Littleover Grange began as an attractive Regency villa of c.1814. It was enlarged in the 1870s and 1940s, gutted by fire in 1990 and rebuilt in 1992. (1)
Littleover Grange was built by 1824 for John Harrison, possibly to designs by Lewis N Cottingham. In 1874 it was bought by Reuben Eastwood, who extended and altered the house. It remained in the Eastwood family until bought by the parish council in 1938. At the outbreak of World War II the house was requisitioned by Rolls Royce as an overspill development office for Merlin engines, and workshops were added. A group of yellow brick buildings, Grange Hall, probably an Eastwood extension, remained with the council and are still in community use. Rolls Royce used the building until they went bankrupt in 1971, when it was purchased by the Derbyshire Freemasons. The stable block was demolished and a vast new wing was added to designs of T H Thorpe & Partners of Derby. After a major fire in 1990 the house was rebuilt under the direction of Masonic architect Graham Watson. (2)
Associated parkland is SMR32354.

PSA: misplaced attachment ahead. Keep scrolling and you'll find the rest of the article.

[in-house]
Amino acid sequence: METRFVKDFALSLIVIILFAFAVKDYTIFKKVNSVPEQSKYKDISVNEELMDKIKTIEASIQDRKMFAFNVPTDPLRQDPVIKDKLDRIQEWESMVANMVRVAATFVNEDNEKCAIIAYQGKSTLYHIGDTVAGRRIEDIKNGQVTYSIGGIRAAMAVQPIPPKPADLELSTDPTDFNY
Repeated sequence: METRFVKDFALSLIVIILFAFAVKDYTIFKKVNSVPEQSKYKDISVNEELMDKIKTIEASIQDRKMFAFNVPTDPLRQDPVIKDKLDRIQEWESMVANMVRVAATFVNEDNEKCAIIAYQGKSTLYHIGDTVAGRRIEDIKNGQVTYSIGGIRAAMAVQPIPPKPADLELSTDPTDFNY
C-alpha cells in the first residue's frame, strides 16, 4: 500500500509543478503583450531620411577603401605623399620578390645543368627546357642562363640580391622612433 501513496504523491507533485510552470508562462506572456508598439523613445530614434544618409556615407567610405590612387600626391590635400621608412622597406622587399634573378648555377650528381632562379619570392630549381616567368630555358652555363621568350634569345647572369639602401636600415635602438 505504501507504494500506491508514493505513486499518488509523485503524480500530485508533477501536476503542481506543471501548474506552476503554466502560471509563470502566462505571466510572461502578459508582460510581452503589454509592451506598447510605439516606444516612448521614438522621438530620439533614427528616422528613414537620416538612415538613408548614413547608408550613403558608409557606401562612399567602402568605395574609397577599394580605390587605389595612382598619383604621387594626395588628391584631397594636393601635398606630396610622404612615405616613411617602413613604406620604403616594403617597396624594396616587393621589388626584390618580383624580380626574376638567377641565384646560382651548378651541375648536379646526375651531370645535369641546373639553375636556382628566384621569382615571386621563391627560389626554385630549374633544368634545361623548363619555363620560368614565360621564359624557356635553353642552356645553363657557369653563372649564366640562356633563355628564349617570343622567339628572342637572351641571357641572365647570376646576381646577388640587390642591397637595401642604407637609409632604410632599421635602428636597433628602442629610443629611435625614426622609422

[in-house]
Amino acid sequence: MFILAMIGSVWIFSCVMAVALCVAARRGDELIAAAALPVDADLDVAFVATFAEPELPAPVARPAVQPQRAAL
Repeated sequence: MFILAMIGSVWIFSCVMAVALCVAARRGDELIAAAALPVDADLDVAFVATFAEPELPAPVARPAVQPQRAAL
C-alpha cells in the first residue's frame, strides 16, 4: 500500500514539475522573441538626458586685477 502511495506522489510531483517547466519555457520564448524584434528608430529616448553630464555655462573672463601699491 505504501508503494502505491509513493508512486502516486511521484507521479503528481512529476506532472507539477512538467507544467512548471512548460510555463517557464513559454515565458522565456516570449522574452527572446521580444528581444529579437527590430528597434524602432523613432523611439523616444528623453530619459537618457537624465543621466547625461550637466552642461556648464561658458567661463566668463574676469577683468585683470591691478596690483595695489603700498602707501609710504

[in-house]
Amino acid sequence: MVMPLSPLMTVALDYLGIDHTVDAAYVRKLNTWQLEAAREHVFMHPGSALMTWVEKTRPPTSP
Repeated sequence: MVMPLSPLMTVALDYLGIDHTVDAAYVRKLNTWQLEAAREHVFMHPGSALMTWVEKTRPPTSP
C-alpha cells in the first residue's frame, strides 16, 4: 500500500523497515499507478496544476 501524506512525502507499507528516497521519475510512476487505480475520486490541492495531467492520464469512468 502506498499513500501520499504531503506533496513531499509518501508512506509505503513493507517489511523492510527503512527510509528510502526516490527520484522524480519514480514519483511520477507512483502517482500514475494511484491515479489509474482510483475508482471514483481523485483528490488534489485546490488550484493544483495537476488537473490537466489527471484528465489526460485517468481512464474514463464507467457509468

Stuccoed two storey Regency villa built 1819-21 to a design by L. N. Cottingham for John Harrison, a rich Derby attorney, for whom the architect later (1822-1828) built Snelston Hall. The south front as existing throughout the 19th and 20th centuries was a variant of Cottingham drawing No. 8. House tenanted from the late 1820s until sold to Reuben Eastwood, iron founder in 1873. Under Eastwood the entire house seems to have been re-planned, although we do not know the name of the architect and the Regency character was retained. In 1938 the house, outbuildings and gardens were sold to the parish council for £2,700, the remainder of the estate going to local speculative builders, Messrs. Fryer, for £1,950, the latter to be covered with semi-detached housing. The outbreak of war led to the house being requisitioned (and later purchased) by Rolls-Royce as an overspill development office for Merlin engines. However, a group of yellow brick outbuildings remained with the council and are still in community use. Rolls-Royce added a utilitarian west wing containing specialist workshops and lecture rooms in vaguely matching style complete with Crittall windows, all stuccoed to match the house, the whole being then painted white, instead of the previous stone colour. Rolls Royce used it until the company’s bankruptcy in 1971 when it was vacated and put on the market by the Receiver. It was purchased, extended and opened in October 1972 as the headquarters of the Derbyshire Freemasons to serve 24 Derbyshire lodges, although the initiators were the officials of Derby’s original lodge, the Tyrian, founded in 1785. The stable block was demolished and a vast new wing with a large Masonic temple at first floor level, over-sailing a lodging for the Tiler, was erected northward from the Rolls-Royce extension and constructed of window-less pre-cast concrete slabs interspersed with Cornish granite and Norwegian marble, the architects being T. H. Thorpe & Partners of Derby. The entire original building caught fire on the early morning of 2nd December 1990 and the original portion was completely gutted. Since then the house has been rebuilt under the direction of the Masonic architect Graham Watson, FRIBA, but with brushed aluminium sliding windows. The interior was renewed and the remaining shell extended in order to accommodate a banqueting suite. This involved the proportions of the south front being altered by the addition of about eight feet at the east end along a longer addition to the west, completely hiding the base of Eastwood’s campanile. Literature: Craven, M. in Journal of the Georgian Group,. XV (2005) 215-228. (3)